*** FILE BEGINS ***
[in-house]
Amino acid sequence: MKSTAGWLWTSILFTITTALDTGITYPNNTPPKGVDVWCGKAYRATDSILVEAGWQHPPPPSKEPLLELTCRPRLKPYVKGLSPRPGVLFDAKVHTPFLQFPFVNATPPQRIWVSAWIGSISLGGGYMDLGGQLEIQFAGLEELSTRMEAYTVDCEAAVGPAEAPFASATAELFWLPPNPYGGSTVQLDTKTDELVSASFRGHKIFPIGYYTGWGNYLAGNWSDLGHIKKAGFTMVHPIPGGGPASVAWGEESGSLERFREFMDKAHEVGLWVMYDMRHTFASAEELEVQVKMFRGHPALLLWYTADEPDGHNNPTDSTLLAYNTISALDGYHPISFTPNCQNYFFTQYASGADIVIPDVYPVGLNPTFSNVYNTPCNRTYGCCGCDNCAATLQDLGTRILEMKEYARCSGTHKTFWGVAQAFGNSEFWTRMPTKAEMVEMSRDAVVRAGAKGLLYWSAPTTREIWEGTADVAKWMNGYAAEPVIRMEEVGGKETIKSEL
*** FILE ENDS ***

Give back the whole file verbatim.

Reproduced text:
[in-house]
Amino acid sequence: MKSTAGWLWTSILFTITTALDTGITYPNNTPPKGVDVWCGKAYRATDSILVEAGWQHPPPPSKEPLLELTCRPRLKPYVKGLSPRPGVLFDAKVHTPFLQFPFVNATPPQRIWVSAWIGSISLGGGYMDLGGQLEIQFAGLEELSTRMEAYTVDCEAAVGPAEAPFASATAELFWLPPNPYGGSTVQLDTKTDELVSASFRGHKIFPIGYYTGWGNYLAGNWSDLGHIKKAGFTMVHPIPGGGPASVAWGEESGSLERFREFMDKAHEVGLWVMYDMRHTFASAEELEVQVKMFRGHPALLLWYTADEPDGHNNPTDSTLLAYNTISALDGYHPISFTPNCQNYFFTQYASGADIVIPDVYPVGLNPTFSNVYNTPCNRTYGCCGCDNCAATLQDLGTRILEMKEYARCSGTHKTFWGVAQAFGNSEFWTRMPTKAEMVEMSRDAVVRAGAKGLLYWSAPTTREIWEGTADVAKWMNGYAAEPVIRMEEVGGKETIKSEL